Ching’s “bags of tricks” include breathing smoke and fire, passing of a sharp knife blade right through his nose, and tossing a large shawl in the air and then onto the floor to show a weighty bowl of water (said to be ninety pounds) with an apple on it (sometimes a child), etc. These familiar feats have been popular in China for more than 1000 years, and they were performed in the different yards (Goulan, 勾欄，勾阑 or構欄 in Chinese) of playhouses (Washe, 瓦舍 in Chinese) in Song Dynasty (960AD-1279AD), simultaneously with shows in other yards of the same playhouse, such as Zaju (雜劇, a dramatic form in Song Dynasty), acrobatics, shadow puppet, swords play etc. Artists in this line of profession, together with actors of traditional Chinese drama, have to receive hard and systematic training ever since childhood, and throughout their career they have to observe rather rigid disciplines, which place honesty and pride as among the first principles. Ching Ling Foo grows up in such a professional milieu, and he hates frauds and fakes. It partially explains why he hastened to initiate a combat of honour and truism with Chung Ling Soo.
Chung, the American, whose real name is William Robinson, claimed to the public that he was Chinese, and to create such an image he wore Chinese costumes of the Ch’ing Empire in public; he even employed an English interpreter for various social occasions because he publicised his inability to speak English. By all these means Chung Ling Soo seemed to have convinced the whole Europe of his identity as a Chinese, and he succeeded in his career as “the Original Chinese Conjurer”.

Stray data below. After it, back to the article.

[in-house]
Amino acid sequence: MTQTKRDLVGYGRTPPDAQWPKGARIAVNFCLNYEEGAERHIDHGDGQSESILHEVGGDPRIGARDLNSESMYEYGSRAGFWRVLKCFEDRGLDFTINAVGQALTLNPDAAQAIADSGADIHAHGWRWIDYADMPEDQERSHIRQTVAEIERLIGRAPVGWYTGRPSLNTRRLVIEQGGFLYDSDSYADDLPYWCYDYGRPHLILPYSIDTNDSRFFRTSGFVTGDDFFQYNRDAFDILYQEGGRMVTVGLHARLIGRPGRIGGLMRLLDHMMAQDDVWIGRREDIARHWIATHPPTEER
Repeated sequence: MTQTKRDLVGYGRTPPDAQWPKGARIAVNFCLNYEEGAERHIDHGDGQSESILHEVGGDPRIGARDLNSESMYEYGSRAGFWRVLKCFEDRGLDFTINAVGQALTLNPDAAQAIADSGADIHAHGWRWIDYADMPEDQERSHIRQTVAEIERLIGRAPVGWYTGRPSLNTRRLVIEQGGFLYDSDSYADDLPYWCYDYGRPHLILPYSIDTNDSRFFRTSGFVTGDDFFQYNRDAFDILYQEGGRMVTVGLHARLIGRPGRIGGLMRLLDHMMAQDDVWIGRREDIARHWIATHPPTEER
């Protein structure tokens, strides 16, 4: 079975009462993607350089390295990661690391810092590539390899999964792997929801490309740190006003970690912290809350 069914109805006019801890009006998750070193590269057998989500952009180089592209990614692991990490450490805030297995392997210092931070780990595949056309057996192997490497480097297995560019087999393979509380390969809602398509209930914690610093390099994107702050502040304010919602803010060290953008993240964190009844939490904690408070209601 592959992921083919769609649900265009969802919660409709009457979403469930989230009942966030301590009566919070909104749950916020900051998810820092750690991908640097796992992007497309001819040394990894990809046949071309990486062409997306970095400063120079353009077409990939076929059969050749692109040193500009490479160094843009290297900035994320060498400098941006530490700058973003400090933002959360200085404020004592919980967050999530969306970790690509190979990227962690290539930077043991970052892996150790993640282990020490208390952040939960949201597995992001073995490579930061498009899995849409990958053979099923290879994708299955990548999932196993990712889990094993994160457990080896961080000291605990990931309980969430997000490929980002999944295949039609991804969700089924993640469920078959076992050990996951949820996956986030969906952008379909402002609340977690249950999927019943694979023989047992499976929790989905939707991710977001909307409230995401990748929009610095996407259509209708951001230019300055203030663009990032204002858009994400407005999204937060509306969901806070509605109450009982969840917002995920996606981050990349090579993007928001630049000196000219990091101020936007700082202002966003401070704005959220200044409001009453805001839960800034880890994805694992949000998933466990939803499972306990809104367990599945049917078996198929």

When Ching arrived at the Empire, a hundred yards away from Hippodrome, where Chung started to perform, both magicians advertised themselves as “the Original Chinese Conjurer”, with posters of similar names; the contest escalated into a public combat.
As newspapers published around 1905 criticized the absence of Ching Ling Foo on the day of combat, The Evening News on 30th December, 1904 might reverse public opinion with its rather thought-provoking story:
“Chung Ling Soo, the Chinese magician at the Hippodrome, declines the challenge of a public competition of Ching Ling Foo, the magician who is to appear at the Empire, on the ground that his dignity is too sublime.”
So, Chung refused the challenge before the combat, which would naturally lead to an absence of his. Who is perjured if Chung did not show up for his “sublime dignity”? Then the story continues.
Hopefully, recent evidences from the author show that Chung Ling Soo, the self-styled “the Original Chinese Conjurer” perjured himself in the claims of being Chinese. On his visit to Shakespeare’s Birthplace on 5th October, 1904, he did not even know how to write his Chinese name, with the family name barely a Chinese character, and one of the first names in horrible error. In contrast, Ching Ling Foo’s signature around ten years later (dated 31st July, 1914) on the Visitors Book credits him with a surer Chinese identity. It is the hand of “the Original Chinese Conjurer”, who is also said to be Empress Dowager Cixi’s Conjurer.